The business of business is growth

Across the globe, business leaders have been frustrated by the failure of their banks to underwrite their expansion, job creation and growth.

The fact that bond yields have been going down whilst business profits have been improving demonstrates the breakdown of communication between the banks that have taken huge bailouts from central banks and small business that wants to expand.

There is a fundamental divide between the banks that have decided that shareholder interests are the measure of success and small business owners that accept that their relationship with their customers and the growth of their business is the key to success.

Lip service is paid to the role that smart companies play in generating new opportunities for work and turning job creation into economic development. More than half of total employment lies with small and medium enterprises that have other businesses as their clients and customers and who are being restrained by the focus of lenders on certainty.

In country after country, surveys show that small business owners, an increasingly disgruntled sector of the electorate, will be casting their votes with pocketbook issues at top of mind.

We need a significant increase in optimism as business owners are sitting on their cash until they see evidence that the worst is over. In America, 61% say the economy is on the mend, a stark increase from January 2011, when just 41% said they believed the worst effects were not behind us.

The economy and jobs are major pain points for small business owners today, with a majority citing the economy as one of their top concerns in making decisions to make further investments in their business network. Opposition parties delight in talking about gloom and doom to capitalise on dissent and government parties talk about big business investment rather than address household concerns.

Short-term traders enjoy promoting uncertainty and volatility as their key words, while longer-term investors are just looking for the end of the electoral cycles that determine yields and dividends. Confidence and compromise have become the go-to words for business leaders still sitting on their hands and a fist full of dollars.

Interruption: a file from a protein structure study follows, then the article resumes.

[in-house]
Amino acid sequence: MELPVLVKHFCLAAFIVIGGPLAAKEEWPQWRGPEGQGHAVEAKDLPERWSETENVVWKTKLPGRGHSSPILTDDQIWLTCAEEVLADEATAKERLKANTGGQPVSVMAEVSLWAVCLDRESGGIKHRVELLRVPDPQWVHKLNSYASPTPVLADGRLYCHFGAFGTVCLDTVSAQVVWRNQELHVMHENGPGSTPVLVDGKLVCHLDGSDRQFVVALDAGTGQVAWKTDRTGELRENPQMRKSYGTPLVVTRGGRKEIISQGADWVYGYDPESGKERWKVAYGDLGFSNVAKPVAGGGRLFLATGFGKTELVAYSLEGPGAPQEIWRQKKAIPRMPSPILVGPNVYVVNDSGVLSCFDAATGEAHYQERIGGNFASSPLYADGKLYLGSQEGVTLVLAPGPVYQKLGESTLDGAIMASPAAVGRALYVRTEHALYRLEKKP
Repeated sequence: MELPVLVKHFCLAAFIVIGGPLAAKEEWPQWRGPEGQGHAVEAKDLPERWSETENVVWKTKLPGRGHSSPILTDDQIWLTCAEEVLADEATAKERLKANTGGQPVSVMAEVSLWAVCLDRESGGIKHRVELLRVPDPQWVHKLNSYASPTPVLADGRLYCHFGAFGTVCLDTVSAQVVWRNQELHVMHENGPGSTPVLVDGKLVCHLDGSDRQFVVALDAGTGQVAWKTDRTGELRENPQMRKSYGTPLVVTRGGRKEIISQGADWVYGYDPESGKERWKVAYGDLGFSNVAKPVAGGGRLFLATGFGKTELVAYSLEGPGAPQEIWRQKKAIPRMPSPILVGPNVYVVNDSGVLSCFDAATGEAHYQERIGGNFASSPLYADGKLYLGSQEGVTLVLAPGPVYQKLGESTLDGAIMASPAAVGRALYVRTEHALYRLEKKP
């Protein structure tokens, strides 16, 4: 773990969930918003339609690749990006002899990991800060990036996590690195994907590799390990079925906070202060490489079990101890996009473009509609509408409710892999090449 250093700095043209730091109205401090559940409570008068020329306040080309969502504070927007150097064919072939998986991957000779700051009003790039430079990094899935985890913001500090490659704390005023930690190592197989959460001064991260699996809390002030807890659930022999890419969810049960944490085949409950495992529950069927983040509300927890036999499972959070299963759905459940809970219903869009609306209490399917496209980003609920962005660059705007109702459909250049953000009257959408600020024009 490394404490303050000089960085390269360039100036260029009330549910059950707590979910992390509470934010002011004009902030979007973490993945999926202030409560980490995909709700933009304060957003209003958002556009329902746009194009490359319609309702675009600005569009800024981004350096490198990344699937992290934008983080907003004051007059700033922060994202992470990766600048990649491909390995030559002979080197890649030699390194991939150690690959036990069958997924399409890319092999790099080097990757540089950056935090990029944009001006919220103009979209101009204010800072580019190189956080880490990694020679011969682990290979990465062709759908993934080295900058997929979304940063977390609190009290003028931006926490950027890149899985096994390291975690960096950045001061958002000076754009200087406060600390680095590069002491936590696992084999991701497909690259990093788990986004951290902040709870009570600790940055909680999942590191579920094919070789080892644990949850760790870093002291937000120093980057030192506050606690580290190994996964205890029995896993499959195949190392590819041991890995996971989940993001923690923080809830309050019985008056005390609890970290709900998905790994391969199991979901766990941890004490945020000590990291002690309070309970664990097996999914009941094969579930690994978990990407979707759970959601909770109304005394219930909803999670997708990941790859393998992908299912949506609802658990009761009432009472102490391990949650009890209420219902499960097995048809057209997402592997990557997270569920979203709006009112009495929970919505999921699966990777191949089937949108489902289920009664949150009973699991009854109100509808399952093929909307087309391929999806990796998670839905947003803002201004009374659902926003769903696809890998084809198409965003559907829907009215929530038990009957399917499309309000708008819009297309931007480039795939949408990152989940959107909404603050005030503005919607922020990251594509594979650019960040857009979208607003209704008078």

Governments of all persuasions are starting to accept that the self-serving attitudes and internal currency manipulations have been at the expense of the small business owners and managers. Fund managers who have been slowing down international trading flows and hoarding bonus-generating opportunities are being exposed on both sides of the pond,

Ian Davis of McKinsey argues: “The great, long-running debate about business’s role in society is currently caught between two contrasting, and tired, ideological positions.

On one side of the current debate are those who argue that, to borrow Milton Friedman’s phrase, “the business of business is business.” This belief, most established in Anglo-Saxon economies, implies that social issues are peripheral to the challenges of corporate management. The sole legitimate purpose of business is to create shareholder value.

“On the other side are the proponents of corporate social responsibility, a rapidly growing, rather fuzzy movement encompassing companies that claim that they already practise the principles of CSR and skeptical advocacy groups arguing that they must go further in mitigating their social impact.” says Davis.

This is a false divide. It fails to address the fact that most entrepreneurs and small business owners start out to fill a gap in the market, meet a need that has not been met, and build their business on the basis of closeness to their customers rather than making profits for the people who have backed them into their business.

It is vital that smart company leaders remember that the business of business is the growth of their business. By next Monday we will have digested the US labour market figures, the launch of the latest Apple mini-toy, and the Europeans will have reached a new deal for their banks. We can only be sure of one thing – customers are coming back into the market and expect good deals and great service.

Dr Colin Benjamin is an entrepreneurship and strategic thinking consultant at Marshall Place Associates, which offers a range of strategic thinking tools that open up a universe of new possibilities for individuals and organisations committed to applying the processes of innovation, creativity and entrepreneurship. Colin is also a member of the global Association of Professional Futurists.

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